Featured Research

from universities, journals, and other organizations

Shedding new light on how jaws evolve

Date:
August 7, 2012
Source:
University of Notre Dame
Summary:
If you're looking for information on the evolution and function of jaws, a new integrative research program has some answers. Scientists are investigating major adaptive and morphological transformations in the mammalian musculoskeletal system during development and across higher-level groups.

Matt Ravosa with a llama.
Credit: Image courtesy of University of Notre Dame

If you're looking for information on the evolution and function of jaws, University of Notre Dame researcher Matt Ravosa is your man.

His integrative research program investigates major adaptive and morphological transformations in the mammalian musculoskeletal system during development and across higher-level groups. In mammals, the greater diversification and increasingly central role of the chewing complex in food procurement and processing has drawn considerable attention to the biomechanics and evolution of this system. Being among the most highly mineralized, and thus well-preserved, tissues in the body, craniodental remains have long been used to offer novel insights into the behavior and affinities of extinct organisms.

Ravosa feels that the study of mandibular symphysis, which is the midline joint between the left and right lower jaws, is one of the most interesting and complex articulations in the bodies of mammals. This is due to the remarkable evolutionary and postnatal variation in the degree of fusion, or the amount of hard versus soft tissue, in this joint. For instance, humans, apes and monkeys all have a bony symphysis, which differs from the condition observed in most other living and fossil primates.

In two papers about adaptive and non-adaptive influences on mandibular evolution with his postdoctoral fellow Jeremiah Scott, Ravosa and his colleagues present analyses based on more than 300 species and 2,900 individual mandibles from highly diverse mammal groups where the feeding behavior of living species is well-documented.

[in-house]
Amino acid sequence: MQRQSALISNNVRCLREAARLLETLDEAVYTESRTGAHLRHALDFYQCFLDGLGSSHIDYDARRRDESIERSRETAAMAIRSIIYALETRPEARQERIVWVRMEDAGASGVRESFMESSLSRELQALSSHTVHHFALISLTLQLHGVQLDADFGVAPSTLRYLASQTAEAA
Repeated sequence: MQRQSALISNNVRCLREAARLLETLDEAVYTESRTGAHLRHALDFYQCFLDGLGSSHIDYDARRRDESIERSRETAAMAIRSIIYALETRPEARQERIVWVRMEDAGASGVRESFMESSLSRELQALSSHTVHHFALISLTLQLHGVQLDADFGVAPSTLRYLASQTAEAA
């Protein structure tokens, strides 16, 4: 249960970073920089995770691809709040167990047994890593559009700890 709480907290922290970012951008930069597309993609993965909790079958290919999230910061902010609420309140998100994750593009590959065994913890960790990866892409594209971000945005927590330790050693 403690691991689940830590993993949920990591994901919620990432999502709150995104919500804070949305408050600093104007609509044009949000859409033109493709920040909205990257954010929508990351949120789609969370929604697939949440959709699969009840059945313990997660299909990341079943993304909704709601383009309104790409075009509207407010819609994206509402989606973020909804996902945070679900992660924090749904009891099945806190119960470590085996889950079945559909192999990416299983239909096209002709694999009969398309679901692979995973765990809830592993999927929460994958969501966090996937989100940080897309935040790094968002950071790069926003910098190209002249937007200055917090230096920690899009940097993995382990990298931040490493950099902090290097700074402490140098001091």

Ravosa is particularly interested in determining if there is a relationship between the properties of food being consumed and the degree of fusion of the jaw. His recent paper in the Journal of Evolutionary Biology is the most broad-based examination to date relating dietary properties of mammals to the degree of fusion. His research reveals that in the case of marsupials, carnivorans and strepsirrhine primates that eat harder, tougher and bigger foods have a lesser degree of fusion. By contrast, animals that consume softer, smaller foods do not have as great a degree of fusion. This supports biomechanical arguments that fusion strengthens the symphyseal joint during postcanine chewing and biting.

In another paper appearing in the journal Evolution, Ravosa reports that in some bat lineages, the fusing of the jaw can be evolutionarily constrained as its morphology does not vary as a function of dietary products. Such evidence about limits on musculoskeletal variation is typically rare in mammals, with these findings having important implications regarding the evolution of the feeding apparatus in humans and other anthropoids. Though dietarily diverse, all members of this primate group exhibit a fused symphysis that also does not vary with diet.

Ravosa notes that similar analysis of other species would further help our understanding of the evolution and development of the mammalian skull, which includes his lab's ongoing anatomical, imaging, cellular, molecular and engineering approaches to determinants of jaw-joint formation, aging and pathology.